In the Bible, Cain, the crop farmer, slays Abel the shepherd. In the Europe of the Neolithic Age, conditions may have been just as violent. One of the most gruesome discoveries is a mass grave that has been dubbed the "Talheim Death Pit" in the German town of that name. The pit is filled with the remains of 34 bodies.

The members of an entire clan were apparently surprised in their sleep and beaten to death with clubs and hatchets. So far, archeologists haven't been able to figure out whether the incomers killed the existing inhabitants, or vice versa.

Drinking Milk by the Bucketful

It is clear, however, that the dairy farmers won out in the end. During their migration, they encountered increasingly lush pastures, a paradise for their cows. An added benefit of migrating farther to the north was that raw milk lasted longer in the cooler climate.

This probably explains why people soon began drinking the abundant new beverage by the bucketful. Some had genetic mutations that enabled them to drink milk without getting sick. They were the true progenitors of the movement.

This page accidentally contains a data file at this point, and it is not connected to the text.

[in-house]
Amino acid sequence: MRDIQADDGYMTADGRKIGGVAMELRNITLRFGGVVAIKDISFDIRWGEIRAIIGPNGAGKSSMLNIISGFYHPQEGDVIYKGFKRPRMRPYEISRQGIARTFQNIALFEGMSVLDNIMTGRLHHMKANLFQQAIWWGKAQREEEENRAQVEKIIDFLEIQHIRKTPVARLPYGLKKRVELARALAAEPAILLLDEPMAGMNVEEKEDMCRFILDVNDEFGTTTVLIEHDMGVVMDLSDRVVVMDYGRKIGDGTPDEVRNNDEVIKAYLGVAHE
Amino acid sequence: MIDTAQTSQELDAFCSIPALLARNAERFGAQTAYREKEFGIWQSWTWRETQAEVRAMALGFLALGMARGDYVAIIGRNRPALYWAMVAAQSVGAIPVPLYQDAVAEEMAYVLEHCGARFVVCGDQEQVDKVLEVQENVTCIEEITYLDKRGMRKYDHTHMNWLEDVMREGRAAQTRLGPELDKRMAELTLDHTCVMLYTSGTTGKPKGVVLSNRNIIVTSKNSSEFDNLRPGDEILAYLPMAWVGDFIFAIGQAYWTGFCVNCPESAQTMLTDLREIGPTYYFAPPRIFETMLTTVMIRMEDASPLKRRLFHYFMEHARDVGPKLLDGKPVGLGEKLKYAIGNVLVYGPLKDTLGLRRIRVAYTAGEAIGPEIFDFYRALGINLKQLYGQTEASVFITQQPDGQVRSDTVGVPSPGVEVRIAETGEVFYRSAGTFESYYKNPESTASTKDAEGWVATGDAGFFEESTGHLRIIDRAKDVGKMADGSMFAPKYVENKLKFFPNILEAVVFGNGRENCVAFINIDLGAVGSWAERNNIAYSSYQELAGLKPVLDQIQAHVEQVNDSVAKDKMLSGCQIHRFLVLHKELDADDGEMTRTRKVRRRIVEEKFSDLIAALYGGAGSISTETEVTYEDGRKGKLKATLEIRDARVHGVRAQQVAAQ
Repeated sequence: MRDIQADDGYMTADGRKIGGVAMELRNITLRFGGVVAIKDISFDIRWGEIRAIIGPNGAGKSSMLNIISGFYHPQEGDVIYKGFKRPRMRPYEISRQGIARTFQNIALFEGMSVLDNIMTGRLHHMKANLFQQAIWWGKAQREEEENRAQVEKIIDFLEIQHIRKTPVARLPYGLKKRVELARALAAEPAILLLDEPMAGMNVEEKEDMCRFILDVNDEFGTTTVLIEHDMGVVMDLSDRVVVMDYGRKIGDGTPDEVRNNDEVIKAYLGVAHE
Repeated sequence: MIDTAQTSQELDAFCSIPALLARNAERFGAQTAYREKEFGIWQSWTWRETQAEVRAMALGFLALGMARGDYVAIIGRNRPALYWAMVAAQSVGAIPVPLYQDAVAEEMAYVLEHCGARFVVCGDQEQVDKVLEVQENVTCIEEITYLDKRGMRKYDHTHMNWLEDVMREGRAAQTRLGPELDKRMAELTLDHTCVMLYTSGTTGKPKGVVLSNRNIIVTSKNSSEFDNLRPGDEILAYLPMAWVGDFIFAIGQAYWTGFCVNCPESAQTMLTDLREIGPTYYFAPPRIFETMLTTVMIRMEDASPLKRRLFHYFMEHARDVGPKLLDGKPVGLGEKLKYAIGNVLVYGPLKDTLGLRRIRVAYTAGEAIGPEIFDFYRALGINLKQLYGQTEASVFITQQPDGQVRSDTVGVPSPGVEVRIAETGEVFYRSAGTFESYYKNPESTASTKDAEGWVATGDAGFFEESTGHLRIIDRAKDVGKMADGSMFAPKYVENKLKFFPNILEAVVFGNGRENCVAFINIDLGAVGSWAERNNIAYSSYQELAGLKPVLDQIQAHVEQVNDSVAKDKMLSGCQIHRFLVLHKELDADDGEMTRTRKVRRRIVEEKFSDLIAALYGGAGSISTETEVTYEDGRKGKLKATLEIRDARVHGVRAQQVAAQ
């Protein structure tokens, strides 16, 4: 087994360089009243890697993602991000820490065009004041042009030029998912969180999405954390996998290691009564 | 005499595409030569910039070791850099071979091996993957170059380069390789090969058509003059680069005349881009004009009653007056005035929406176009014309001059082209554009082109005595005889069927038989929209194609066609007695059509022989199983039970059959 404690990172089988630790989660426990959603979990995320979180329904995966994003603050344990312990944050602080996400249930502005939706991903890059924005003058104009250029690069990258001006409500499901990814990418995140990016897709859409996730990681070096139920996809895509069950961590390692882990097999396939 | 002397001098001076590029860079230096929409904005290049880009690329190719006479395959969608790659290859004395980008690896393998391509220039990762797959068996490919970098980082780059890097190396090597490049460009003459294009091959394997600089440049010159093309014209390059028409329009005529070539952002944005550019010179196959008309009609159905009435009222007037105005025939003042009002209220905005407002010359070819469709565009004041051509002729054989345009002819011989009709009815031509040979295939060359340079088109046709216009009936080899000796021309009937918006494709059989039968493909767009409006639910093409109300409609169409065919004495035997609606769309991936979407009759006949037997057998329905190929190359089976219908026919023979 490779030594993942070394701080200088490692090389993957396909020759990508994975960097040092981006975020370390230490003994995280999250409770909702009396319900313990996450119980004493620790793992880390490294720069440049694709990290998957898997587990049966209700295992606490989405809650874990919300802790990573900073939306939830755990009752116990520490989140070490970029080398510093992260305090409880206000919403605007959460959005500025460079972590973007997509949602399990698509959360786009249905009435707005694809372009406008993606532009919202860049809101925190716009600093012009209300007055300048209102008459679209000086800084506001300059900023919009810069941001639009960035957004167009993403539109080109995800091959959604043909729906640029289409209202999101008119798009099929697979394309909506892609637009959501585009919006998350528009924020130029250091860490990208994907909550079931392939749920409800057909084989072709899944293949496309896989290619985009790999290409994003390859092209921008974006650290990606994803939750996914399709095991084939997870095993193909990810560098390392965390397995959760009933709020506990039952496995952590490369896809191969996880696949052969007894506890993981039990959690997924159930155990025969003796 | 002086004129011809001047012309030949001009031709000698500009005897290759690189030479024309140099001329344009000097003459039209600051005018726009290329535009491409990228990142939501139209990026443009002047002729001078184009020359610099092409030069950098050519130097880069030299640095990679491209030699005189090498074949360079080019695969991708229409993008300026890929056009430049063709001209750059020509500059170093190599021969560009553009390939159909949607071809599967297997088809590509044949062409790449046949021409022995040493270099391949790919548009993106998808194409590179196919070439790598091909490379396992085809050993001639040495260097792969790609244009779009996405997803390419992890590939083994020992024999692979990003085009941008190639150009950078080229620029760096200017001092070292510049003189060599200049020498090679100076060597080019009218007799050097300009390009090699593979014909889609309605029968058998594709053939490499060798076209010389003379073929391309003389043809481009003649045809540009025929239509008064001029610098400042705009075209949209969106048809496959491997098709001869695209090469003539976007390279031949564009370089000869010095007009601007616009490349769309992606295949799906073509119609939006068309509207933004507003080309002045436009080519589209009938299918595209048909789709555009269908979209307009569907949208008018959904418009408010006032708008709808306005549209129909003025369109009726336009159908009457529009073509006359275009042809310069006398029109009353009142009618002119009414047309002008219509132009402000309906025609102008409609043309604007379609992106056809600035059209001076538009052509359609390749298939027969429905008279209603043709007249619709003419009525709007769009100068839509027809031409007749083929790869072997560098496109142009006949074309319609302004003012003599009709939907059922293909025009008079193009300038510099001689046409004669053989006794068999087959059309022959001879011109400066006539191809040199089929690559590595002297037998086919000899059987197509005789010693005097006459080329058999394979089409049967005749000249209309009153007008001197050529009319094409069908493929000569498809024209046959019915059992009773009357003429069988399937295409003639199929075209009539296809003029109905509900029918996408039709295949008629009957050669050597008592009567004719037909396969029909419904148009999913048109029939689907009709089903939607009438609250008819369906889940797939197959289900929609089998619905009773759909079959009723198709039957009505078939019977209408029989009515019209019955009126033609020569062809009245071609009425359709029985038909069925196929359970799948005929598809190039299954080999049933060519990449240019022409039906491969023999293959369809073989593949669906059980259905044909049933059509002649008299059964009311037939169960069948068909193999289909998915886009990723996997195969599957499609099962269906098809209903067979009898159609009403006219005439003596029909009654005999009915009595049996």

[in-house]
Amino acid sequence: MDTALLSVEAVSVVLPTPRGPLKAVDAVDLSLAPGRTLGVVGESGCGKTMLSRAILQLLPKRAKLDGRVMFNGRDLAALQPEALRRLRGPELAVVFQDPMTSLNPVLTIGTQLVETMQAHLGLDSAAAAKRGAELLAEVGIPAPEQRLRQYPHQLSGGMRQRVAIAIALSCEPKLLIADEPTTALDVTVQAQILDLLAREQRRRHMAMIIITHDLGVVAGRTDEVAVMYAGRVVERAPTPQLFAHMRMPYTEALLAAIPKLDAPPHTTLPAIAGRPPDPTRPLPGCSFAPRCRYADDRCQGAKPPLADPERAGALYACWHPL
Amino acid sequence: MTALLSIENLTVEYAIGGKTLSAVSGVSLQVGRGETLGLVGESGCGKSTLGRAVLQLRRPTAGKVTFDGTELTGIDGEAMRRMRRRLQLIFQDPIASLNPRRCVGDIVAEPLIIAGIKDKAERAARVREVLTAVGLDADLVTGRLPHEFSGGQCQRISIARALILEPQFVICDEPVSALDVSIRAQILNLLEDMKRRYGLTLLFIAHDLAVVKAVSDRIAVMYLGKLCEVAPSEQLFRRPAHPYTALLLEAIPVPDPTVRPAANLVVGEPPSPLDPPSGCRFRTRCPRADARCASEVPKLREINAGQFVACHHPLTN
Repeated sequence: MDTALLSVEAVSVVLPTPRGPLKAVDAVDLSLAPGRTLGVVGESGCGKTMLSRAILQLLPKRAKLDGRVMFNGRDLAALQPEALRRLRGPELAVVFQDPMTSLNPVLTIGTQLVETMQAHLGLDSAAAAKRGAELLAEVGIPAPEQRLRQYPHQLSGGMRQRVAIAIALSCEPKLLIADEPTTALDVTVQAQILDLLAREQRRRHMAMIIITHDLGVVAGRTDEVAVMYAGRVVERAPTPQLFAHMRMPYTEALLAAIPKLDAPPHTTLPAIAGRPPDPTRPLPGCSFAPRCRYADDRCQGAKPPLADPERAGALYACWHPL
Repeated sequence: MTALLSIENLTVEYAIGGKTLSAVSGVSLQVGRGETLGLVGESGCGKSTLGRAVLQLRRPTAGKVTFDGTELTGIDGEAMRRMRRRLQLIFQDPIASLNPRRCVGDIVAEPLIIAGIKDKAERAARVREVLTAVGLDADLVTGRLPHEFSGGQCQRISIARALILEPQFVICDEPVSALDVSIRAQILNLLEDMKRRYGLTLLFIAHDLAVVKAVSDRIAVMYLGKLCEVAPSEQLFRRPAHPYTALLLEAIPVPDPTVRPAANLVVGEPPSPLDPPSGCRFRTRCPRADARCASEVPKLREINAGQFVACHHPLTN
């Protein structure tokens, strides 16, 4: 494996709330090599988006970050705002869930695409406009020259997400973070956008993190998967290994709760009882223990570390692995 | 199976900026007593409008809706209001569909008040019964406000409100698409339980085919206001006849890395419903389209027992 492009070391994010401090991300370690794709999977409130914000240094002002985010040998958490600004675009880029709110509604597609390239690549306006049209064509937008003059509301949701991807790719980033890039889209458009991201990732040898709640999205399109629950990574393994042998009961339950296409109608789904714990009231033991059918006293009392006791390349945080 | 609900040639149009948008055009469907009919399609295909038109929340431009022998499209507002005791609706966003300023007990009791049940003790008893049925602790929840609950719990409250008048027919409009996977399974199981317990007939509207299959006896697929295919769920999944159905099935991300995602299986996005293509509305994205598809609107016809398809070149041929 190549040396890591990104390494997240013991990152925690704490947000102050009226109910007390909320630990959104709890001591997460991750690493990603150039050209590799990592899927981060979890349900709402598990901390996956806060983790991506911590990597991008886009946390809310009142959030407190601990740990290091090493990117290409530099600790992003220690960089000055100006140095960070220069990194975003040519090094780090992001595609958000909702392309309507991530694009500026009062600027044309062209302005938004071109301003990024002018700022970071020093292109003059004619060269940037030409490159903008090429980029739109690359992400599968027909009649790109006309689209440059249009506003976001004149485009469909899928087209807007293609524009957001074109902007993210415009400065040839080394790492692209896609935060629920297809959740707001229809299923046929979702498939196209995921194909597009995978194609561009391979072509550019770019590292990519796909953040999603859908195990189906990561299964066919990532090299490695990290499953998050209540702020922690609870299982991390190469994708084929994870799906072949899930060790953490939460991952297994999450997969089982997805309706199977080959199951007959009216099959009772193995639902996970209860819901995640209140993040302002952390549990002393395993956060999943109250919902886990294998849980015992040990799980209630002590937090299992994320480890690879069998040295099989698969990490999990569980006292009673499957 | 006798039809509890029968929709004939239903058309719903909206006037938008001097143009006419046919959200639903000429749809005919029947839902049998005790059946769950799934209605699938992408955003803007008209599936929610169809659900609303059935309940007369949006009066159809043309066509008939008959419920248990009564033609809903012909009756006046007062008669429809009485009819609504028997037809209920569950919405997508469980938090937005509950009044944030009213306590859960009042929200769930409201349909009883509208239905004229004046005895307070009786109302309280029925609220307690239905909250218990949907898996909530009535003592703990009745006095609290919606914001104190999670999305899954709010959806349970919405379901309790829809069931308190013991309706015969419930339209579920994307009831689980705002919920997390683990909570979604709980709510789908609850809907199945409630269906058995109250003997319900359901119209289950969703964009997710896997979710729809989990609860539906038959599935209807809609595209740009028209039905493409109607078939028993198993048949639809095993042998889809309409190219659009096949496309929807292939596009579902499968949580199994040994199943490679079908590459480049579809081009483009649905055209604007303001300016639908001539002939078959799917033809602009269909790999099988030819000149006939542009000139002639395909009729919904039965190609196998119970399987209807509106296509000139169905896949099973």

As a result of "accelerated evolution," says Burger, lactose tolerance was selected for on a large scale within the population in the space of about 100 generations.

Europe became the land of the eternal infant as people began drinking milk their whole lives.

The new food was especially beneficial for children. In the Neolithic Age, many small children died after being weaned in their fourth year of life. "As a result of consuming healthy milk, this could be greatly reduced," Hamburg biologist Fritz Höffeler speculates. All of this led to population growth and, as a result, further geographical expansion.

'White Revolution'

Does this explain why the inventors of the sickle and the plow conquered Europe so quickly, leading to the demise of the old hunter-gatherers?